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1
vote
2answers
459 views

Shakespeare's Macbeth “Conduct me to (mine) host” Mine host vs My Host

The first time I heard "mine host" in Shakespeare's Macbeth, I went to Wiktionary to see if it once was used instead of "my," however, I ended up with that it should not be followed by a noun but ...
10
votes
6answers
180k views

Is “worser” correct grammatically?

Is worser correct grammatically? I know it seems incorrect, but I stumbled upon the word when reading Hamlet: Oh, throw away the worser part of it, And live the purer with the other half. ...
1
vote
1answer
774 views

Ere yet the salt of most unrighteous tears had left the flushing in her galled eyes

Here's from Hamlet, Act 1, Scene 2. within a month; Ere yet the salt of most unrighteous tears Had left the flushing in her galled eyes, She married: I'm wondering about "Had left". ...
0
votes
2answers
2k views

“A beast that wants discourse of reason would have mourn'd longer” in Hamlet

Here's from Hamlet, Act 1, Scene 2. and yet, within a month,— Let me not think on't,—Frailty, thy name is woman!— A little month; or ere those shoes were old With which she followed my ...
2
votes
1answer
3k views

That was to this, Hyperion to a satyr

Here's from Hamlet, Act 1, Scene 2. But two months dead!--nay, not so much, not two: So excellent a king; that was to this, Hyperion to a satyr; I think I understand the meaning of ...
2
votes
1answer
483 views

Antecedent of “whose common theme is death of fathers” in Hamlet

Here's from Hamlet, Act 1. Scene 2 Claudius: Fie! 'tis a fault to heaven, A fault against the dead, a fault to nature, To reason most absurd; whose common theme Is death of fathers, ...
8
votes
1answer
2k views

Stage direction like “Enter Hamlet”

I'm wondering about the grammatical structure of a stage direction "Enter Hamlet". Is "Enter" in the imperative mood or the present subjunctive mood? If it is in the imperative mood, who is the person ...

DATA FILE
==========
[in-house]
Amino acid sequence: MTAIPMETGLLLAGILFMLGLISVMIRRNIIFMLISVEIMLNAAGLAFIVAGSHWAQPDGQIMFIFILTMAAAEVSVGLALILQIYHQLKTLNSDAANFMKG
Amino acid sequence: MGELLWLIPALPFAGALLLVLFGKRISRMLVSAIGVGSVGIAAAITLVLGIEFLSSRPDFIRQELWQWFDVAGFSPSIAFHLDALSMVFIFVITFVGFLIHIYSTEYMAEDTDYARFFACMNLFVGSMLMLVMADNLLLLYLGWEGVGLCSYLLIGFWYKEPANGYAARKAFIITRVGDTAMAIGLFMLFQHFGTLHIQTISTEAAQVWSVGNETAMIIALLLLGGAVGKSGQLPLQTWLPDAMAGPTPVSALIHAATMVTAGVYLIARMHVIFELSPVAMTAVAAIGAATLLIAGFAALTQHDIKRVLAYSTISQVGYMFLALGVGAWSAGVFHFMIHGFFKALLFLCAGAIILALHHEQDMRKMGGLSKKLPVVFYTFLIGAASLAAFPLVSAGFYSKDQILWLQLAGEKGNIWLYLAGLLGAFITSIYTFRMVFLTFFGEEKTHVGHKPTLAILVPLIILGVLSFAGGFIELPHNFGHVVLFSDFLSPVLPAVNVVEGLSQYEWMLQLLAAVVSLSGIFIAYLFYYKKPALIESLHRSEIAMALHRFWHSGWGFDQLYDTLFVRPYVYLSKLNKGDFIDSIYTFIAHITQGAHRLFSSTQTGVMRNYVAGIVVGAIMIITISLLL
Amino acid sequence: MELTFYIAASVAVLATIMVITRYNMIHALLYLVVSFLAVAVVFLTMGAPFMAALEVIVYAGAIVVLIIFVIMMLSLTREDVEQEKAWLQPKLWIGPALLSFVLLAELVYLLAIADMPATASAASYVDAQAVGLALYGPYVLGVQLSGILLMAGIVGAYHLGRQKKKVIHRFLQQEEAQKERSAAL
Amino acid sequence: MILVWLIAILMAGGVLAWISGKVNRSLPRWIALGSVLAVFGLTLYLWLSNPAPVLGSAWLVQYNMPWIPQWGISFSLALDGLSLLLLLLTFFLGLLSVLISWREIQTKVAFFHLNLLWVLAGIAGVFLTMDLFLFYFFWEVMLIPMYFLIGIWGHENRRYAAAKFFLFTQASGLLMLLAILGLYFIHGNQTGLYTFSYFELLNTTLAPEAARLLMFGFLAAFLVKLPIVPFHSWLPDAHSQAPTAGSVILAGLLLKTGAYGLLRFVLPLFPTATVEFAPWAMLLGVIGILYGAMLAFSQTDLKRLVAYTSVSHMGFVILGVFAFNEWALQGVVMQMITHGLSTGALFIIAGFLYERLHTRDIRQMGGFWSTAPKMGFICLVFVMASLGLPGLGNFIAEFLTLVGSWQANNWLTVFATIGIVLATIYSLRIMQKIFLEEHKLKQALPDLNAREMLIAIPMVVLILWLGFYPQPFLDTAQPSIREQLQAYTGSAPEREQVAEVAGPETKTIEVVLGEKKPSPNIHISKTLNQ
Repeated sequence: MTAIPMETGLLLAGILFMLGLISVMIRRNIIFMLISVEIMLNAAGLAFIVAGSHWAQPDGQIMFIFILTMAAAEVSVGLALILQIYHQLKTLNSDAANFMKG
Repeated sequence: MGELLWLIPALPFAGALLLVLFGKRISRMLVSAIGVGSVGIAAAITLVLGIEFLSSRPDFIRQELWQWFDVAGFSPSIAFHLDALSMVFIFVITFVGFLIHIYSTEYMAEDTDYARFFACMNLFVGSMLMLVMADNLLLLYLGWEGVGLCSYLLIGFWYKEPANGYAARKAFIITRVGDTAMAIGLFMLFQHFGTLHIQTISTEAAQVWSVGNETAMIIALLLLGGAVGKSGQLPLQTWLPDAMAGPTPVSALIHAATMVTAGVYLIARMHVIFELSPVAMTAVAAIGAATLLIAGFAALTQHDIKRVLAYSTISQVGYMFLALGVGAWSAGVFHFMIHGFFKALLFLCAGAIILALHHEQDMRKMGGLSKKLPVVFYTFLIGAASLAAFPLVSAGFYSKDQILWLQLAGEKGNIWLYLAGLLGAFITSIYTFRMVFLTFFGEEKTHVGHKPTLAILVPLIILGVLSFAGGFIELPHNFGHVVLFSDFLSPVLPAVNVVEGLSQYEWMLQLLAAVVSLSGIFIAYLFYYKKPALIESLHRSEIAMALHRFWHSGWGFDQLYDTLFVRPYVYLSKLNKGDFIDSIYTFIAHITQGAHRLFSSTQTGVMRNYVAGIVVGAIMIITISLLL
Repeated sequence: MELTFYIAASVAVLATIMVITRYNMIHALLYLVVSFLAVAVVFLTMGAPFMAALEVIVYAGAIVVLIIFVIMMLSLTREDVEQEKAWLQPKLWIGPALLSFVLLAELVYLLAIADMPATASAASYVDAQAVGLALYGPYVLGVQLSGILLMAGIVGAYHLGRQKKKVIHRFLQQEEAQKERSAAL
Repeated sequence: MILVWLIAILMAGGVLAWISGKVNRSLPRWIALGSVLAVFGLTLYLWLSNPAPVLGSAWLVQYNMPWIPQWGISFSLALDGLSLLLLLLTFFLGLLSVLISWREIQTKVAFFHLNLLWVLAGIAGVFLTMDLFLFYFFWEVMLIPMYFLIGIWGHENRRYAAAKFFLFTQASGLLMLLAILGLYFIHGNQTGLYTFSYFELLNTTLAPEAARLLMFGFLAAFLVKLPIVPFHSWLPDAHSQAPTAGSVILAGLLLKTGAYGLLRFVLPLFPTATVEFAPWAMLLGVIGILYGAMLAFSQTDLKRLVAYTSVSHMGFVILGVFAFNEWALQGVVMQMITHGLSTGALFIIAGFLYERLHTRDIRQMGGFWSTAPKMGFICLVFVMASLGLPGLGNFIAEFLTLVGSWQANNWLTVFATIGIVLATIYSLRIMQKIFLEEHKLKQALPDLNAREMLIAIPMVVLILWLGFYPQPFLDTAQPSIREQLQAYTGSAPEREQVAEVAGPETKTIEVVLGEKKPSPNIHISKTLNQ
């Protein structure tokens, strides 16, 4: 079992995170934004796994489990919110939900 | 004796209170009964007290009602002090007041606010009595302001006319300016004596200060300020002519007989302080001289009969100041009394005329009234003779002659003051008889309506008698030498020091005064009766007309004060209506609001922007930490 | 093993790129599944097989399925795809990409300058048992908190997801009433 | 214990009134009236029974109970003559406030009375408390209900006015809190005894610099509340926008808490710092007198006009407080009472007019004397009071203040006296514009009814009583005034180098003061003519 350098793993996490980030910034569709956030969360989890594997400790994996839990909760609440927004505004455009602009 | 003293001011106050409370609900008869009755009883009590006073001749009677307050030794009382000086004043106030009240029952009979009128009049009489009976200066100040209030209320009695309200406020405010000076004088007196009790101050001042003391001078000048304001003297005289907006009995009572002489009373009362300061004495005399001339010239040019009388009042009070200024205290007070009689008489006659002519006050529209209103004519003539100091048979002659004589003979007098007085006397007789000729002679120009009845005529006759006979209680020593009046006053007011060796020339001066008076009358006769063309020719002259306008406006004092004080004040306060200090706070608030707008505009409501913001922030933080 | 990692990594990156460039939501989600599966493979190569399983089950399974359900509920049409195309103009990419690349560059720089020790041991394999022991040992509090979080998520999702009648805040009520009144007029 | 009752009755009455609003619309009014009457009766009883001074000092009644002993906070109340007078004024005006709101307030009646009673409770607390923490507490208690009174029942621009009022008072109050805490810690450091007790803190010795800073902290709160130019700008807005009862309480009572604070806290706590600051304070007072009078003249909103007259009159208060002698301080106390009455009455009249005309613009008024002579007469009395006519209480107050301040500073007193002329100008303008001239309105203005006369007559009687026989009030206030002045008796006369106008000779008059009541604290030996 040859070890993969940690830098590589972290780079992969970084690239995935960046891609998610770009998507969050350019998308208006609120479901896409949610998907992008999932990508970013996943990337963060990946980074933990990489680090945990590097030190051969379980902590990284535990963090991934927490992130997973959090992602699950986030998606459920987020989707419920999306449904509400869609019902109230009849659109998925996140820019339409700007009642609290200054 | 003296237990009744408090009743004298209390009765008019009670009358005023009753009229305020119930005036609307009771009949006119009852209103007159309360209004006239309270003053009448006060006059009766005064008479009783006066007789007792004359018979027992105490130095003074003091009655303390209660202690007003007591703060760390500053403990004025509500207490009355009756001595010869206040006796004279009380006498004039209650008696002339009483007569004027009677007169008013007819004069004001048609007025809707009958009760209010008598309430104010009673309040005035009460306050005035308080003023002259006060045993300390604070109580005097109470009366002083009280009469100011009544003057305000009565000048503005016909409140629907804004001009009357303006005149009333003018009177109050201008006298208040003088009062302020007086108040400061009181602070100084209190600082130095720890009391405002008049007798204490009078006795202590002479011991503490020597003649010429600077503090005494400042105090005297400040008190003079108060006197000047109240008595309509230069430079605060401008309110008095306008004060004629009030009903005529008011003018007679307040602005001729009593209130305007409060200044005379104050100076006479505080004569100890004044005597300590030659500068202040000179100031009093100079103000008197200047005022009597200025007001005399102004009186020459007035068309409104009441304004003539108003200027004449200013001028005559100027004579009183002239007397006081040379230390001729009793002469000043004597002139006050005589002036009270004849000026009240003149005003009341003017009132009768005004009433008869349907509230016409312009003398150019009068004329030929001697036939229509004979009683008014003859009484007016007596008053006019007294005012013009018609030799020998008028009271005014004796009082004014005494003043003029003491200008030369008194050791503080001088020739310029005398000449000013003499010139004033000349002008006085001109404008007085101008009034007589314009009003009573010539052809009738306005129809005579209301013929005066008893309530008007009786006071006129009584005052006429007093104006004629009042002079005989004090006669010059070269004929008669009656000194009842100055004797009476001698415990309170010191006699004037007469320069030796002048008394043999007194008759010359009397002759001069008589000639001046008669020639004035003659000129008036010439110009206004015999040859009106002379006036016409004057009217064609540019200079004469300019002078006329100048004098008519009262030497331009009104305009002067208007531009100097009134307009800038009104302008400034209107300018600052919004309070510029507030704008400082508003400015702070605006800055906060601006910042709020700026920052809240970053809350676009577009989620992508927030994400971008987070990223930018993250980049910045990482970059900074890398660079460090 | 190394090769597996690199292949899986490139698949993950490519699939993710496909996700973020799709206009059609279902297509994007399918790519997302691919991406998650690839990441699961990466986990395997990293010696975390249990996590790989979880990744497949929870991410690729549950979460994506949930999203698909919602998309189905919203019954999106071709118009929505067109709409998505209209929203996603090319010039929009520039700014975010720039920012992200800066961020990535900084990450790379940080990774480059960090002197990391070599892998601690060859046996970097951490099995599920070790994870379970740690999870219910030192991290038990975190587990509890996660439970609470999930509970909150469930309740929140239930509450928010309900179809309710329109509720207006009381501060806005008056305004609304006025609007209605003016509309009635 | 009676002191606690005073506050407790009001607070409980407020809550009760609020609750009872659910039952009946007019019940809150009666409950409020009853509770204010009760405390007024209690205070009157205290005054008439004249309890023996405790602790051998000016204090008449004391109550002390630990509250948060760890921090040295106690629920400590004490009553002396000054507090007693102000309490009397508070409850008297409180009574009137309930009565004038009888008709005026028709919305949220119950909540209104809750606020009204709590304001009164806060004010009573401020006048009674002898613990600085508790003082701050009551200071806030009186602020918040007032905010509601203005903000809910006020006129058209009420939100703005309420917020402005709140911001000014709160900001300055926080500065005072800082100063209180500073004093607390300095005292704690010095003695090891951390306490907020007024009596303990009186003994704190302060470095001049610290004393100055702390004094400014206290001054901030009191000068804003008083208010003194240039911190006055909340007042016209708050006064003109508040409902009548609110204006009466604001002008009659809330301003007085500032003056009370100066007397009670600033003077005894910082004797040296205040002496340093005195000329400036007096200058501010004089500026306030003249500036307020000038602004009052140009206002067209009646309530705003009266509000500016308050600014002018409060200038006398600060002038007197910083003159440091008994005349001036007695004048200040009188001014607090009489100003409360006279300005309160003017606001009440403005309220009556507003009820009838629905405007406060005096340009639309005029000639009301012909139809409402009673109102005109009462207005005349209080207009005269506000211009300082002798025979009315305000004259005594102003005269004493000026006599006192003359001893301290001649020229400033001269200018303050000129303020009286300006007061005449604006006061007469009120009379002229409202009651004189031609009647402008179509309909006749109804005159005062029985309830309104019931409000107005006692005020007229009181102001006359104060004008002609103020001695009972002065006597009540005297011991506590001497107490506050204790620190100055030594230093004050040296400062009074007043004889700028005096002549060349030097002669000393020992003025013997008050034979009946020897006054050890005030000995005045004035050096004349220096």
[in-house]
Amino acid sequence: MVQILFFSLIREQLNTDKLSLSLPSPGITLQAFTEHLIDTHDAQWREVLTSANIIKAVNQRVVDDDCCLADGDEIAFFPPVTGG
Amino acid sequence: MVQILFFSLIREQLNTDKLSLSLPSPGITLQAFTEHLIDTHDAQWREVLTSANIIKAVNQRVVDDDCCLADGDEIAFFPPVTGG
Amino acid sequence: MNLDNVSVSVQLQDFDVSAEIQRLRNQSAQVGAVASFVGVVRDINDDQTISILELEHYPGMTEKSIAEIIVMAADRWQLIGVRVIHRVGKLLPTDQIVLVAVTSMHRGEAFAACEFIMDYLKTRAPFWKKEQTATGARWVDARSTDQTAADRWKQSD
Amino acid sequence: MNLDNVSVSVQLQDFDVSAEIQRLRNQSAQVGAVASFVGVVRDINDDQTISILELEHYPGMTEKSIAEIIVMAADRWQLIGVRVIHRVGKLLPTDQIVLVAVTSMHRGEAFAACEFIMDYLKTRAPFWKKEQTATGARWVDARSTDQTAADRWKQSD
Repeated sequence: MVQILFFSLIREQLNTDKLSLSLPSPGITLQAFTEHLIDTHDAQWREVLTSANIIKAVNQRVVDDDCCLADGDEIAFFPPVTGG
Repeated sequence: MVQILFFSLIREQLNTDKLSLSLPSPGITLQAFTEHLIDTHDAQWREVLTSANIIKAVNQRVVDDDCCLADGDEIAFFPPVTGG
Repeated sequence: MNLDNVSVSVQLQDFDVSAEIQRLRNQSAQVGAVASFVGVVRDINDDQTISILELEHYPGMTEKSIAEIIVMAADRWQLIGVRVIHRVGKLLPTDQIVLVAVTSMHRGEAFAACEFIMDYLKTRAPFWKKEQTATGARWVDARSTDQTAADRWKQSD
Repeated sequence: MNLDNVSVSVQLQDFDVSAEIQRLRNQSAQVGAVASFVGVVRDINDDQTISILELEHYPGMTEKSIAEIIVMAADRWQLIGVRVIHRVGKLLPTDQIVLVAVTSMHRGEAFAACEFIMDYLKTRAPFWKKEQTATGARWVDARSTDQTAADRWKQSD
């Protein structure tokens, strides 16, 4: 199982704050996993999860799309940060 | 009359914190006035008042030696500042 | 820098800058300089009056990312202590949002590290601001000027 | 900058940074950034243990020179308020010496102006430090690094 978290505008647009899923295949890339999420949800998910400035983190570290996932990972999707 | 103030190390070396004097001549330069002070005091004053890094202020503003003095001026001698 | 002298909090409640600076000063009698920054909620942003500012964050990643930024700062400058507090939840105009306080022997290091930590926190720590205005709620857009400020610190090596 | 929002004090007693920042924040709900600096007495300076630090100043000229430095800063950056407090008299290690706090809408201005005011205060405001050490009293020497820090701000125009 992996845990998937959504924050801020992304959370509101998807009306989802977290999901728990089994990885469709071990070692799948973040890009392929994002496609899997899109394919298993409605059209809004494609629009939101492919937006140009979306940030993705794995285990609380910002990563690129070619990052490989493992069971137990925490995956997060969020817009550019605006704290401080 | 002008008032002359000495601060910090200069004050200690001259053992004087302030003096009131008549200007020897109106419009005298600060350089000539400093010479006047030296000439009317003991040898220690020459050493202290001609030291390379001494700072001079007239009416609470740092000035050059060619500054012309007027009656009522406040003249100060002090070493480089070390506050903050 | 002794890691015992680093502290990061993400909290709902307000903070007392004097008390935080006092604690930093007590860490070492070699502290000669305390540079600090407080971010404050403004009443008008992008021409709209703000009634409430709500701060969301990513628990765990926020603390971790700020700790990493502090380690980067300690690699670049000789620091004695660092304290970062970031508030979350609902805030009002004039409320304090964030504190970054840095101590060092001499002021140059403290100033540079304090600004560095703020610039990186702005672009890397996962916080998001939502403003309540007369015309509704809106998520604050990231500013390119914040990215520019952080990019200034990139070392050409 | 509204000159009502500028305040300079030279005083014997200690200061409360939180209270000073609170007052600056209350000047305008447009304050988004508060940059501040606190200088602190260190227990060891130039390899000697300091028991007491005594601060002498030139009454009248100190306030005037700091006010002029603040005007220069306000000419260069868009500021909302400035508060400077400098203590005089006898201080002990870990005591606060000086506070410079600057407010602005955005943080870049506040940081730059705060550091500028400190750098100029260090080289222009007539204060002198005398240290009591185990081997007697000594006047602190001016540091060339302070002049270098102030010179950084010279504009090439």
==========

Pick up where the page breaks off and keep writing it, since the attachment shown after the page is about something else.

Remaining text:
1
vote
3answers
453 views

“To reason most absurd” in Hamlet

Here's from Hamlet, Act 1, Scene 2 (The Arden Shakeseare edited by Harold Jenkins) Fie, 'tis a fault to heaven, A fault against the dead, a fault to nature, To reason most absurd, whose common ...
1
vote
1answer
434 views

“And what make you from Wittenberg, Horatio?” [closed]

Here's from Hamlet, Act 1, Scene 2 (The Arden Shakespeare edited by Harold Jenkins) Hor. Hail to your lordship. Ham. I am glad to see you well. Horatio, or I do forget myself. Hor. ...
2
votes
1answer
1k views

“which had return'd to the inheritance of Fortinbras”

Here are some lines from Hamlet, Act 1, Scene 1 (The Arden Shakespeare edited by Harold Jenkins) Against the which a moiety competent Was gaged by our King, which had return'd To the ...
3
votes
2answers
739 views

Why does Hamlet not say, “ere he rots?”

How long will a man lie i' the earth ere he rot? The quoted line is Hamlet's. I wonder why the "rot" is not "rots".
3
votes
2answers
4k views

Meaning of “I would there were…”?

What is the meaning of "I would there were", as in this quote from Shakespeare's "A Winter's Tale"? I would there were no age between sixteen and three-and-twenty, or that youth would sleep out ...